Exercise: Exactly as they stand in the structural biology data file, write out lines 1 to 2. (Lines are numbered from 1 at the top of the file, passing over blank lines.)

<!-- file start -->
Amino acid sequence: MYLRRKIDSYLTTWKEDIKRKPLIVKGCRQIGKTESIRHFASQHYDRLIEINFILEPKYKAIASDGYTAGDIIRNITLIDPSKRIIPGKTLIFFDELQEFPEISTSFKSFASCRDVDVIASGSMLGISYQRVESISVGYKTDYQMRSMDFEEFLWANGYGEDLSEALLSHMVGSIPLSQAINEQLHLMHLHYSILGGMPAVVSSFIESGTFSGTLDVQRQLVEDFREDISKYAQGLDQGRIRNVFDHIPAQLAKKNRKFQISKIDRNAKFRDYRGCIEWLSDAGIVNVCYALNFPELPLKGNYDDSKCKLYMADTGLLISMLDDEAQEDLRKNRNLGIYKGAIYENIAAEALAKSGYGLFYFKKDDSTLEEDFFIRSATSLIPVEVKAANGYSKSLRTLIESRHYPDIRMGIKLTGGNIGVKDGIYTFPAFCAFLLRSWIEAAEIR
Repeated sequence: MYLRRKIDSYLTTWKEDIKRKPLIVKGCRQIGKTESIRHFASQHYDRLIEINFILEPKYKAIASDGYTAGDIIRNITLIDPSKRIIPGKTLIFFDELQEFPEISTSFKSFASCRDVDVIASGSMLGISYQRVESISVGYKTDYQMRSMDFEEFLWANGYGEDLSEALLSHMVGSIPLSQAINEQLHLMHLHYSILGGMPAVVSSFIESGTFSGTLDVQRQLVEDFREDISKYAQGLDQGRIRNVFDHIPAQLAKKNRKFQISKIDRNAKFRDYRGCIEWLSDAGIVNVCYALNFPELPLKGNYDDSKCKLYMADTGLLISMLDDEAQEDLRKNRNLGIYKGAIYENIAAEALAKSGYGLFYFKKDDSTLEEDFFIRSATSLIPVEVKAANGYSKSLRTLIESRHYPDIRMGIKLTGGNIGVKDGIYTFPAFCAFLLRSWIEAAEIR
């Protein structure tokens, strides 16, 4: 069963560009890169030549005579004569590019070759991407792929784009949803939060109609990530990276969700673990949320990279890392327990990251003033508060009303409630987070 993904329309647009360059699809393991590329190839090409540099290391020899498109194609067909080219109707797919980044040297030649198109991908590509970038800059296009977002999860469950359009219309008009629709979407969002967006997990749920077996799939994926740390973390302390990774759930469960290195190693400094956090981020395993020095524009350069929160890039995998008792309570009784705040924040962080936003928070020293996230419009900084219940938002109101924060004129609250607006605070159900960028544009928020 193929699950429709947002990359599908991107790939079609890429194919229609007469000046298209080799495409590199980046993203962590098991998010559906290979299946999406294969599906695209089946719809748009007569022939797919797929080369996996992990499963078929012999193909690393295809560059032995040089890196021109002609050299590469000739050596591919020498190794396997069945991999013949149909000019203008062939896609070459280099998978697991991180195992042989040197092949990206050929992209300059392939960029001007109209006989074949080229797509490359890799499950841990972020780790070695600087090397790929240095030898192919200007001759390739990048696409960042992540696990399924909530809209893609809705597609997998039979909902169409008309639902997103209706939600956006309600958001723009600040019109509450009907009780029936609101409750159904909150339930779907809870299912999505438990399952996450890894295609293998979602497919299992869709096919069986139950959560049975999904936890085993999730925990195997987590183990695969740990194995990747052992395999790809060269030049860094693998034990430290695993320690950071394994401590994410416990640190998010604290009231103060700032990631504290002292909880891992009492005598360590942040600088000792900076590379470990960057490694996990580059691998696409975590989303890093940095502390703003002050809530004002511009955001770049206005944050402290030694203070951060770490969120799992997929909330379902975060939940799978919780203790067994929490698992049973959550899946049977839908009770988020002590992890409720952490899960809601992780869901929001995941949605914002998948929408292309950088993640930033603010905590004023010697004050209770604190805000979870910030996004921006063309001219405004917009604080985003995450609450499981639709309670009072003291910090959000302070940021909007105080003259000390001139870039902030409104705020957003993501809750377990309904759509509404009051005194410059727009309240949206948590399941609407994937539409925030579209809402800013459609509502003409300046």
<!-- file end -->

Amino acid sequence: MYLRRKIDSYLTTWKEDIKRKPLIVKGCRQIGKTESIRHFASQHYDRLIEINFILEPKYKAIASDGYTAGDIIRNITLIDPSKRIIPGKTLIFFDELQEFPEISTSFKSFASCRDVDVIASGSMLGISYQRVESISVGYKTDYQMRSMDFEEFLWANGYGEDLSEALLSHMVGSIPLSQAINEQLHLMHLHYSILGGMPAVVSSFIESGTFSGTLDVQRQLVEDFREDISKYAQGLDQGRIRNVFDHIPAQLAKKNRKFQISKIDRNAKFRDYRGCIEWLSDAGIVNVCYALNFPELPLKGNYDDSKCKLYMADTGLLISMLDDEAQEDLRKNRNLGIYKGAIYENIAAEALAKSGYGLFYFKKDDSTLEEDFFIRSATSLIPVEVKAANGYSKSLRTLIESRHYPDIRMGIKLTGGNIGVKDGIYTFPAFCAFLLRSWIEAAEIR
Repeated sequence: MYLRRKIDSYLTTWKEDIKRKPLIVKGCRQIGKTESIRHFASQHYDRLIEINFILEPKYKAIASDGYTAGDIIRNITLIDPSKRIIPGKTLIFFDELQEFPEISTSFKSFASCRDVDVIASGSMLGISYQRVESISVGYKTDYQMRSMDFEEFLWANGYGEDLSEALLSHMVGSIPLSQAINEQLHLMHLHYSILGGMPAVVSSFIESGTFSGTLDVQRQLVEDFREDISKYAQGLDQGRIRNVFDHIPAQLAKKNRKFQISKIDRNAKFRDYRGCIEWLSDAGIVNVCYALNFPELPLKGNYDDSKCKLYMADTGLLISMLDDEAQEDLRKNRNLGIYKGAIYENIAAEALAKSGYGLFYFKKDDSTLEEDFFIRSATSLIPVEVKAANGYSKSLRTLIESRHYPDIRMGIKLTGGNIGVKDGIYTFPAFCAFLLRSWIEAAEIR